MAV Errors then and now

There are four main MAV errors that I can think of:-
MAV error block missing: I referred to this earlier, and it can occur for a number of reasons, unfortunately, and because of this, for now at least, I have not trapped this one. The "block missing" means that part of the Mesh data structure was not present when it reached the server. This is purely a technical fault and of no use whatsoever to the user, so what causes this? The Mesh data upload structure has a number of mandatory "blocks" these include the LOD data, a convex hull etc. The most common (in my experience) occurrence of  "Missing block" is when the mesh is so poorly optimised that the convex hull creation failed. another cause is once against overly complex mesh that causes the LOD generation library (GLOD) to fail to produce an adequate simplified LOD.  There may well be others.

MAV error: Degenerate Triangles: (Now trapped) Traditionally this has been reported when your user-defined mesh physics shape is too complicated and in particular it has one or more long thin triangles. These are an error because they cause significant issues for the physics engine. As mentioned above I now highlight these in bright red, and this occurs as soon as the user mesh is specified. along with this the calculate button is deactivated (you would only get a MAV error so I am saving you from yourself) and a red error message explaining the issue is shown.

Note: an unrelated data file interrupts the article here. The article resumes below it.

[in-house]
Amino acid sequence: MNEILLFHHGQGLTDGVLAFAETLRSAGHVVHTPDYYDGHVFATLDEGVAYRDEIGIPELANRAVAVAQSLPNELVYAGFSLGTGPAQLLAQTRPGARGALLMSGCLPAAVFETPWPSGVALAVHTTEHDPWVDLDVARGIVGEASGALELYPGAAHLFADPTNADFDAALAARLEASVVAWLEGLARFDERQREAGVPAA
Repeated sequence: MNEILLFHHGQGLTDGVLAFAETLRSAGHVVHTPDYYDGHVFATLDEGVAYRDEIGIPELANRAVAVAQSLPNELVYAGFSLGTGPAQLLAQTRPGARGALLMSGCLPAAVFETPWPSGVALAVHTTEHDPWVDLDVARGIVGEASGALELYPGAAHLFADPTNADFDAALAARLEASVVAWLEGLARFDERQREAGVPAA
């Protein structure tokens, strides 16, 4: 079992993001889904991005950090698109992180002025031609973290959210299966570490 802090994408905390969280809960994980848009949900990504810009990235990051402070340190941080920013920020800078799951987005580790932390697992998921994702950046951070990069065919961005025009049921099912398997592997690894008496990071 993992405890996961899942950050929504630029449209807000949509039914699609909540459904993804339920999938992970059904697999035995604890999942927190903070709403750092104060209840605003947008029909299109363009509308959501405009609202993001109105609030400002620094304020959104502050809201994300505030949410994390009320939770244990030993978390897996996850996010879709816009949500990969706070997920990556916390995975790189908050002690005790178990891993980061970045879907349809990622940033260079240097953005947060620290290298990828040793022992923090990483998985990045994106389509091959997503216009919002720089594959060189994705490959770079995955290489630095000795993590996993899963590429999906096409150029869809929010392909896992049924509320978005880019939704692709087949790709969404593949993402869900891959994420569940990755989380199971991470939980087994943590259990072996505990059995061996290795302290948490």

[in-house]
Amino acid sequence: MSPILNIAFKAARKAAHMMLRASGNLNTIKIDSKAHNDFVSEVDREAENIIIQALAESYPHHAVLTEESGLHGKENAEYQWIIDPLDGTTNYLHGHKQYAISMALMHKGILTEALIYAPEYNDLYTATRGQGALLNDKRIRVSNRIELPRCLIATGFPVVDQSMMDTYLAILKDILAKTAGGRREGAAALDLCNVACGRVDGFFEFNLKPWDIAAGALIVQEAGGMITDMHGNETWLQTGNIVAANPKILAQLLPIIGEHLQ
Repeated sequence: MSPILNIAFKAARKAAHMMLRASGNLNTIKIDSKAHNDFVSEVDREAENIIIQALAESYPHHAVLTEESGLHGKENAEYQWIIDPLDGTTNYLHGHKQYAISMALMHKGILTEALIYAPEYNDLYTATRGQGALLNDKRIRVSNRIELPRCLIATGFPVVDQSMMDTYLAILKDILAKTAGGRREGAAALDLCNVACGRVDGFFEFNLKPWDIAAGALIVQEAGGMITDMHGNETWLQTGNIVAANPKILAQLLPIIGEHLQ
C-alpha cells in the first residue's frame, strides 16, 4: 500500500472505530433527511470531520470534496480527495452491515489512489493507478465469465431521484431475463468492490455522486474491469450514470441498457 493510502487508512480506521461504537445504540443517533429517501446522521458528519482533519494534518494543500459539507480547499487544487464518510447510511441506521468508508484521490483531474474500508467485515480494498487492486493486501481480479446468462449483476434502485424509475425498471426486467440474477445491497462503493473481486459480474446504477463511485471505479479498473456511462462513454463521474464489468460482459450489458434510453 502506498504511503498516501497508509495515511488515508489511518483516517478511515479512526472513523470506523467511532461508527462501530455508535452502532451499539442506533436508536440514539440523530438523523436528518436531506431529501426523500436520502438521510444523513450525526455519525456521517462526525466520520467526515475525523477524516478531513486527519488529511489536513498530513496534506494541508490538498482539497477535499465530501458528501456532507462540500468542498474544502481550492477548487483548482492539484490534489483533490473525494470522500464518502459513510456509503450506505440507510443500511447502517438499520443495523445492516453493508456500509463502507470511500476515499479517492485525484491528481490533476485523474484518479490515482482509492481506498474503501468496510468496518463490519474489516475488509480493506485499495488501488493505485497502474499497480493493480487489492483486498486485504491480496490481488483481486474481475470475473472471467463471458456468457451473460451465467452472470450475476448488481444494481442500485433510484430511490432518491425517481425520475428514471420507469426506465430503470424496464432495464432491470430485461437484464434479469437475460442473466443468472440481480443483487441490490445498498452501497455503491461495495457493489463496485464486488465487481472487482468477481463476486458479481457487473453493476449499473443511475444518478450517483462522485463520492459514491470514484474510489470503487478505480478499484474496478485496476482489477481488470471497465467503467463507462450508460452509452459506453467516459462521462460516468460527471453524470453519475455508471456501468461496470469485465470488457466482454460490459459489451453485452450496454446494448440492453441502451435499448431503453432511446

MAV error: Some hulls exceed vertex limit: (Now trapped) In the past your mesh was sent off for evaluation but I now perform this in the preview itself. Hulls are a simple convex shape made up of at most 256 vertices. If the analysis produced more complex hulls then this cannot be stored in the mesh data structure and is a fatal error to the uploader. This is now trapped and flagged as an error, the calc/upload button disabled and a suggestion of how you might fix the issue provided with the error.

MAV error: Too many hulls: (Now trapped) In the past, you would get a MAV error if your analysed results gave more than 256 hulls for any single instance (aka mesh unit) in the model. Once again this is a technical limitation imposed by the system and it prevents the model being uploadable. This is trapped and provides a suitable error and a suggestion of how to fix the problem. As you might expect by now, the calc/upload button will be disabled.

That's all folks

That about rounds up this Blog and the uploader changes. As I have said a few times above, this is the first stage of what I hope will be a more complete revision. If this is well-received I will look at the feasibility of contributing this back to the Linden Lab viewer so that everyone (not just Firestorm users) can take advantage of it. The Mesh Uploader is a complex and fickle beast and while I have tried to cover many areas and check for loopholes there is a chance I missed some. I have also deliberately neglected the rigged mesh tools a little, both to focus the changes and to not mix up any issues with uploader changes with Animesh.

Love 

Beq
x




3 comments:

  1. OH THANK GOODNESS!!!

    will the preview be able to pan, as well? sometimes i try to zoom in and look at a small part that... ends up beyond the edge of the window. though with the big window, maybe that will no longer happen :)

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    Replies
    1. Not yet, I tried to remove the camera constraints so that you can zoom closer as well but it was not straightforward enough to get it done without impacting the Animesh release timeline, it is on my ToDo list though

      Delete
  2. WOW just WoW and big hugs from a far thank YOU Beq :)
    ((Twirls quietly ))
    Always with Love Breezy :)

    ReplyDelete